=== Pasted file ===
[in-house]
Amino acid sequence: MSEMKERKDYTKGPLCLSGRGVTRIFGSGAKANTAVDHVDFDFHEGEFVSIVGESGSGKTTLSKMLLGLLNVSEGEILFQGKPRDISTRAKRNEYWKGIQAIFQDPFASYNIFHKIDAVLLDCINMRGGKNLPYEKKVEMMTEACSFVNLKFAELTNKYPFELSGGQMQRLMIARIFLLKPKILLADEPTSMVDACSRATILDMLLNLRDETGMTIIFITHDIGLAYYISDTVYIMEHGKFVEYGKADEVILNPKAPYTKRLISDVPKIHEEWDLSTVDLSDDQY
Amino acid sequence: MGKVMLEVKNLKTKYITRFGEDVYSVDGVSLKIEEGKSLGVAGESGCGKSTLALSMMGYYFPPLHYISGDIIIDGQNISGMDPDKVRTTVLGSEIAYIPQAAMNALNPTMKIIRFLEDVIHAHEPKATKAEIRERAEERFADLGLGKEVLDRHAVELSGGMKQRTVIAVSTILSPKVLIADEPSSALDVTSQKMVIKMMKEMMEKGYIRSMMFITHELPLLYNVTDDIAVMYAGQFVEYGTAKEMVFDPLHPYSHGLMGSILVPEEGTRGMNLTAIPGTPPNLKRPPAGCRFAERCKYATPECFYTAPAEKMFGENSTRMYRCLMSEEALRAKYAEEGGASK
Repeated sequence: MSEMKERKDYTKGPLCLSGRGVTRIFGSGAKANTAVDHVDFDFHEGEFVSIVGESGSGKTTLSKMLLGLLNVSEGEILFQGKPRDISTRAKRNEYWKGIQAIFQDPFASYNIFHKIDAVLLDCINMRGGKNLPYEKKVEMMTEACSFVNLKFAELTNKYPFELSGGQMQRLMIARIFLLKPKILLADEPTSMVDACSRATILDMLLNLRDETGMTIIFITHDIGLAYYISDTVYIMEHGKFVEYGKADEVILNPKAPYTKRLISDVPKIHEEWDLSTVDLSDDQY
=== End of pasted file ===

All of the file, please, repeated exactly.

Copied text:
[in-house]
Amino acid sequence: MSEMKERKDYTKGPLCLSGRGVTRIFGSGAKANTAVDHVDFDFHEGEFVSIVGESGSGKTTLSKMLLGLLNVSEGEILFQGKPRDISTRAKRNEYWKGIQAIFQDPFASYNIFHKIDAVLLDCINMRGGKNLPYEKKVEMMTEACSFVNLKFAELTNKYPFELSGGQMQRLMIARIFLLKPKILLADEPTSMVDACSRATILDMLLNLRDETGMTIIFITHDIGLAYYISDTVYIMEHGKFVEYGKADEVILNPKAPYTKRLISDVPKIHEEWDLSTVDLSDDQY
Amino acid sequence: MGKVMLEVKNLKTKYITRFGEDVYSVDGVSLKIEEGKSLGVAGESGCGKSTLALSMMGYYFPPLHYISGDIIIDGQNISGMDPDKVRTTVLGSEIAYIPQAAMNALNPTMKIIRFLEDVIHAHEPKATKAEIRERAEERFADLGLGKEVLDRHAVELSGGMKQRTVIAVSTILSPKVLIADEPSSALDVTSQKMVIKMMKEMMEKGYIRSMMFITHELPLLYNVTDDIAVMYAGQFVEYGTAKEMVFDPLHPYSHGLMGSILVPEEGTRGMNLTAIPGTPPNLKRPPAGCRFAERCKYATPECFYTAPAEKMFGENSTRMYRCLMSEEALRAKYAEEGGASK
Repeated sequence: MSEMKERKDYTKGPLCLSGRGVTRIFGSGAKANTAVDHVDFDFHEGEFVSIVGESGSGKTTLSKMLLGLLNVSEGEILFQGKPRDISTRAKRNEYWKGIQAIFQDPFASYNIFHKIDAVLLDCINMRGGKNLPYEKKVEMMTEACSFVNLKFAELTNKYPFELSGGQMQRLMIARIFLLKPKILLADEPTSMVDACSRATILDMLLNLRDETGMTIIFITHDIGLAYYISDTVYIMEHGKFVEYGKADEVILNPKAPYTKRLISDVPKIHEEWDLSTVDLSDDQY